Institute of Historical Research

John Beckett, Elizabeth Williamson, and Matthew Bristow
June 12, 2012
John Beckett, Elizabeth Williamson, and Matthew Bristow
June 1, 2012

Her Majesty the Queen has graciously permitted the Victoria County History to rededicate its series of county volumes, in celebration of her Diamond Jubilee. The History keeps the name it was given in honour of Queen Victoria when it was founded in 1899 as one of great national projects of that time. It has remained one of the foundations of knowledge about English localities, publishing a remarkable series of encyclopaedic volumes, county-by-county, parish-by-parish.


This book is about the Victoria County History of today: how it developed in its early commercial years through the commitment of its General Editors and a team of experts, before becoming a great public project based at the University of London,...

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Edited by Christopher Brooke, Jeffrey H. Denton, and Diana E. Greenway
March 1, 2012
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Edited by Emma Bohan, Emily Morrell, and Jane Winters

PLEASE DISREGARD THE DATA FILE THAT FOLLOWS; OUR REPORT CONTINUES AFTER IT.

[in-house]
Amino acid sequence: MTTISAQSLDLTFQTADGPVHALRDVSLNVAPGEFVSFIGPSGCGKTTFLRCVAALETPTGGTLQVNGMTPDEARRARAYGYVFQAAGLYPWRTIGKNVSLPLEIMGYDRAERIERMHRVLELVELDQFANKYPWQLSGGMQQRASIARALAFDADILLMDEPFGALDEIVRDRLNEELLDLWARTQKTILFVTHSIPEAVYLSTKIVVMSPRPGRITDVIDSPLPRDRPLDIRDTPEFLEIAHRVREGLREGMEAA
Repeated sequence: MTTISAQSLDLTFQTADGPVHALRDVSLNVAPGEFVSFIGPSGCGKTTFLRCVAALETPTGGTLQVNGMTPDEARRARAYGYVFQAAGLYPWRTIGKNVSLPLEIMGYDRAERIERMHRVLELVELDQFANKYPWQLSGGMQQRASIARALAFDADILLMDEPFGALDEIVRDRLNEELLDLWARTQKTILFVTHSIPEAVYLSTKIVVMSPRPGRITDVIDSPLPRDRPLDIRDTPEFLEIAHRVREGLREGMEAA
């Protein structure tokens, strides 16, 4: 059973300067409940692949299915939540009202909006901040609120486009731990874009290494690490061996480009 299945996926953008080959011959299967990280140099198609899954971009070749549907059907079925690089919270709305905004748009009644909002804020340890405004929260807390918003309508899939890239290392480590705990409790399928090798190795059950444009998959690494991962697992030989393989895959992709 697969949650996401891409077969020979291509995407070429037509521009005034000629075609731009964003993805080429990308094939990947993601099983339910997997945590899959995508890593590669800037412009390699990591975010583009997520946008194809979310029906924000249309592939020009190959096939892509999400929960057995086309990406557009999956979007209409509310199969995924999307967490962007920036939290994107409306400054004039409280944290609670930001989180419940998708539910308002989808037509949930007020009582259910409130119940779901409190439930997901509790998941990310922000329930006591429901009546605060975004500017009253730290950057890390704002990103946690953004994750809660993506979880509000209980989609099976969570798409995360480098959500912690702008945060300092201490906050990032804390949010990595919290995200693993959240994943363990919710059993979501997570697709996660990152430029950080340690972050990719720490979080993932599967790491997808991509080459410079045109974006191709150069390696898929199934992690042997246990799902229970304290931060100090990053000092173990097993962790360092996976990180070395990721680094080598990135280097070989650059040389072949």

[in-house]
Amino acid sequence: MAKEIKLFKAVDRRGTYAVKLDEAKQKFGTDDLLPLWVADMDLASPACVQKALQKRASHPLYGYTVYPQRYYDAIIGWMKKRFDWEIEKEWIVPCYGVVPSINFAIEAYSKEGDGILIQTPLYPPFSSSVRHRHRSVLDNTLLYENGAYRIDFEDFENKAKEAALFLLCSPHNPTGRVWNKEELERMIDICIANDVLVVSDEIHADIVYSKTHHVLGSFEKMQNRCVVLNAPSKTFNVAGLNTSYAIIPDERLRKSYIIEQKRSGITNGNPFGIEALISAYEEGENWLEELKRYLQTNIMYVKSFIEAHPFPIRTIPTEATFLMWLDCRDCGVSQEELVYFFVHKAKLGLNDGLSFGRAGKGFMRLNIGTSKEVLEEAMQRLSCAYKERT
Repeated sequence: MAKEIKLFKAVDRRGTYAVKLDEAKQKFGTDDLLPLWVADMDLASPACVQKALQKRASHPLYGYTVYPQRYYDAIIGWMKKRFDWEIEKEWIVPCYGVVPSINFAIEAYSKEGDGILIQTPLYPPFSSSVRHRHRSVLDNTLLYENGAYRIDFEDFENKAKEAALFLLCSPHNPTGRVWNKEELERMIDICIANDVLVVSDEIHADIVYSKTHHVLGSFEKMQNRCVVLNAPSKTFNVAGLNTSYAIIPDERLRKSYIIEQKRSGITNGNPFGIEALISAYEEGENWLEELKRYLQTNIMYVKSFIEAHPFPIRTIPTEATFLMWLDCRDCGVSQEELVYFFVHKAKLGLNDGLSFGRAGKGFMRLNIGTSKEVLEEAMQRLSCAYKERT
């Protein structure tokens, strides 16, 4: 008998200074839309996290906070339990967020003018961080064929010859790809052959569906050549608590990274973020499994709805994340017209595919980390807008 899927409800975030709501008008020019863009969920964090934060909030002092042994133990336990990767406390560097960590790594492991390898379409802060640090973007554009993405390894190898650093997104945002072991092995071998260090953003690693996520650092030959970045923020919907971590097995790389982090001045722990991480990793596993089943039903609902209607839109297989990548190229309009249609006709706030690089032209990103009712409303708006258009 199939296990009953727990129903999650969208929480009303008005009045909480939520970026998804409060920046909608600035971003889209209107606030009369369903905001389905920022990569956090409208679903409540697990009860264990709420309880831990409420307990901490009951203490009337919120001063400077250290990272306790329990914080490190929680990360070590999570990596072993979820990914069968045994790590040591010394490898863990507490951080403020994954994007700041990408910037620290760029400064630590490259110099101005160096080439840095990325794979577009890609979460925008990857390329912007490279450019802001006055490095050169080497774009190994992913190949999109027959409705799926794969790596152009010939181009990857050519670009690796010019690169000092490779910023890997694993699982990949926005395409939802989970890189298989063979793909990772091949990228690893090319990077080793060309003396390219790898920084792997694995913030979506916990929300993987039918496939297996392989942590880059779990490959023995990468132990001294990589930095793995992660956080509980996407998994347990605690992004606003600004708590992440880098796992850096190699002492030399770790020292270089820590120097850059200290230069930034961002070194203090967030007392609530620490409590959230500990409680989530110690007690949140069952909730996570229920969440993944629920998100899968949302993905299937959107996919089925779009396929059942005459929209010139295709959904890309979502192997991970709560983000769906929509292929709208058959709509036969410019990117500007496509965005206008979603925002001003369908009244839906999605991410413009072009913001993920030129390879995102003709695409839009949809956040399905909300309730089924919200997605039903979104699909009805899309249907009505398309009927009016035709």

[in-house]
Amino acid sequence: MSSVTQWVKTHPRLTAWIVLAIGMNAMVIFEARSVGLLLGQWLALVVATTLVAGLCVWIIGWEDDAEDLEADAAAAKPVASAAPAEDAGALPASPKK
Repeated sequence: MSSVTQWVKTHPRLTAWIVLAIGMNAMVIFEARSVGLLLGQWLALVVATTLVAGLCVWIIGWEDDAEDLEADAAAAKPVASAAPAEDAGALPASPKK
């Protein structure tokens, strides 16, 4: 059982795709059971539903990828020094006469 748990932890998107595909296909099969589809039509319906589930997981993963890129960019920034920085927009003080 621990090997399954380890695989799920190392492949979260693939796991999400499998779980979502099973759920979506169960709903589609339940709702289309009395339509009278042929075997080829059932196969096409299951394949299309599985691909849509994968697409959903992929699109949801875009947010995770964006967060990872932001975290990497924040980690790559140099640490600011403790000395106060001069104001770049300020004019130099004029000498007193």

February 20, 2012
Edited by Laura Beers and Geraint Thomas
January 5, 2012
After the First World War, Britain faced a number of challenges as it sought to adapt to domestic conditions of mass democracy while maintaining its position in the empire in the face of national independence movements. As politicians at home and abroad sought to legitimize their position, new efforts were made to conceptualize nationality and citizenship, with attempts to engage the public using mass media and greater emphasis on governing in the public interest. Brave New World reappraises the domestic and imperial history of Britain in the inter-war period, investigating how 'nation building' was given renewed impetus by the upheavals of the First World War. The essays in this collection address how new technologies and approaches to...
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Susanne Everill and John R. Davis
October 31, 2011
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Edited by Emma Bohan, Susanne Everill, and Jane Winters
July 20, 2011
Edited by Qian Chengdan
May 9, 2011

This collection of essays resulted from a unique gathering of leading British and Chinese historians hosted by the Peking University, Beijing in mid April 2009. Over four days a wide-ranging conference took place covering topics and recent trends in British history since the early middle ages.

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